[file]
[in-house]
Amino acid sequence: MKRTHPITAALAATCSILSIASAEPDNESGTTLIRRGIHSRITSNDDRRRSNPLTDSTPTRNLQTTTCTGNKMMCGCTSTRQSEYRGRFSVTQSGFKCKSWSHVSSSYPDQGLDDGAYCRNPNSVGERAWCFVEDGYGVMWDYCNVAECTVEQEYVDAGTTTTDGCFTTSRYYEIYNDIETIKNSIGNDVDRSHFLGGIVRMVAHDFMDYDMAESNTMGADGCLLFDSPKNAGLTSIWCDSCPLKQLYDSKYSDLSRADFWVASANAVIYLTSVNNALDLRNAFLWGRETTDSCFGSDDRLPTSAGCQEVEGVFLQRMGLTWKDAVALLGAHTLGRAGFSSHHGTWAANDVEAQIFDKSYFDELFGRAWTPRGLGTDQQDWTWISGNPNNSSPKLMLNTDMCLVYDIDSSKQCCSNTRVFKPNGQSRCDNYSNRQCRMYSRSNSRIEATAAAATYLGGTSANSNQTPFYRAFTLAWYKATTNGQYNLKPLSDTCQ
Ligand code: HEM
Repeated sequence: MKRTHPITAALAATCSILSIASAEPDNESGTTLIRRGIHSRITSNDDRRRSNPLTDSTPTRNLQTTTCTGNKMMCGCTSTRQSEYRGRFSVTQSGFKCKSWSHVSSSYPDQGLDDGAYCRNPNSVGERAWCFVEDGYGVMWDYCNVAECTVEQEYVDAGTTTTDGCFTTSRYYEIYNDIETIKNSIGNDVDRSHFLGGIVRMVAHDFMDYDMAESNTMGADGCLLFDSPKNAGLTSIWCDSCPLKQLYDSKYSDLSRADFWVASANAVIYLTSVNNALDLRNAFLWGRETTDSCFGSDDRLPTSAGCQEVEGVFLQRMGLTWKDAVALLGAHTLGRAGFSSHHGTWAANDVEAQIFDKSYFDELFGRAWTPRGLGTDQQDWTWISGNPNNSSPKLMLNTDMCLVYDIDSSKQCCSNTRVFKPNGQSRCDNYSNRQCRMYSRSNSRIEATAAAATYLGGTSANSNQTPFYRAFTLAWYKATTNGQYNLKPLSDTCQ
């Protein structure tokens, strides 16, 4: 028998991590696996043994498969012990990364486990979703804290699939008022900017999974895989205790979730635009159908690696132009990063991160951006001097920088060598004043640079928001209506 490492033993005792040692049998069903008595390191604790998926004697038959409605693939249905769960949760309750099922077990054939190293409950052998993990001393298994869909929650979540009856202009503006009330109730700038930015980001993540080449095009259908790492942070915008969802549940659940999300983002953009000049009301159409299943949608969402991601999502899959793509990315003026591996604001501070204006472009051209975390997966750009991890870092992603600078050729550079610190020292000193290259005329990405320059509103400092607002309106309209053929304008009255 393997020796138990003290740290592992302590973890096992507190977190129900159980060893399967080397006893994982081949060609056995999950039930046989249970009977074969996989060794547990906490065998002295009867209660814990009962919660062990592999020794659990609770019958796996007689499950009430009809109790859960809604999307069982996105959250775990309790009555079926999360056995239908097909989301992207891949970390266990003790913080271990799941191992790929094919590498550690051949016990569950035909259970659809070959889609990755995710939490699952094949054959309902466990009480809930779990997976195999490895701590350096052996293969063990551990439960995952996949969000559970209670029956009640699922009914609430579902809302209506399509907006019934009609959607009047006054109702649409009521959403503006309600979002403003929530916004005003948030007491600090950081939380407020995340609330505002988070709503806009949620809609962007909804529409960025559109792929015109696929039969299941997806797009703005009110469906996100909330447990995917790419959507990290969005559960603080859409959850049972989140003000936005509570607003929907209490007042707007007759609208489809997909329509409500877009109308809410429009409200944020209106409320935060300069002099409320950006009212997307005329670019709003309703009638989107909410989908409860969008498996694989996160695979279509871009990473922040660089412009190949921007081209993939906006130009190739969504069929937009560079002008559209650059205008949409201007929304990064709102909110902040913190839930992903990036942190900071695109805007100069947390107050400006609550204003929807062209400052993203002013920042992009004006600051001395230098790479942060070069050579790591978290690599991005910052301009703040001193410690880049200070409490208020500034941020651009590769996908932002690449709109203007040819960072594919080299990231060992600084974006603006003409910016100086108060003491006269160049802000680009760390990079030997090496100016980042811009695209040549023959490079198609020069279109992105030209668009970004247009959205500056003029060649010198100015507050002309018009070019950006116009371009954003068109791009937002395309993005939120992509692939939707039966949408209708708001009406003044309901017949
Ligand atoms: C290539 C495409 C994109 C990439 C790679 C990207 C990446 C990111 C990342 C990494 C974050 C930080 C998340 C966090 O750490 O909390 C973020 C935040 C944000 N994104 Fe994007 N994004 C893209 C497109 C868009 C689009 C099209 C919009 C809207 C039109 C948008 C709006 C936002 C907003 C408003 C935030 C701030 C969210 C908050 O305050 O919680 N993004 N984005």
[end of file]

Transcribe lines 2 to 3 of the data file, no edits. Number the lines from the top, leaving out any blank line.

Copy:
Amino acid sequence: MKRTHPITAALAATCSILSIASAEPDNESGTTLIRRGIHSRITSNDDRRRSNPLTDSTPTRNLQTTTCTGNKMMCGCTSTRQSEYRGRFSVTQSGFKCKSWSHVSSSYPDQGLDDGAYCRNPNSVGERAWCFVEDGYGVMWDYCNVAECTVEQEYVDAGTTTTDGCFTTSRYYEIYNDIETIKNSIGNDVDRSHFLGGIVRMVAHDFMDYDMAESNTMGADGCLLFDSPKNAGLTSIWCDSCPLKQLYDSKYSDLSRADFWVASANAVIYLTSVNNALDLRNAFLWGRETTDSCFGSDDRLPTSAGCQEVEGVFLQRMGLTWKDAVALLGAHTLGRAGFSSHHGTWAANDVEAQIFDKSYFDELFGRAWTPRGLGTDQQDWTWISGNPNNSSPKLMLNTDMCLVYDIDSSKQCCSNTRVFKPNGQSRCDNYSNRQCRMYSRSNSRIEATAAAATYLGGTSANSNQTPFYRAFTLAWYKATTNGQYNLKPLSDTCQ
Ligand code: HEM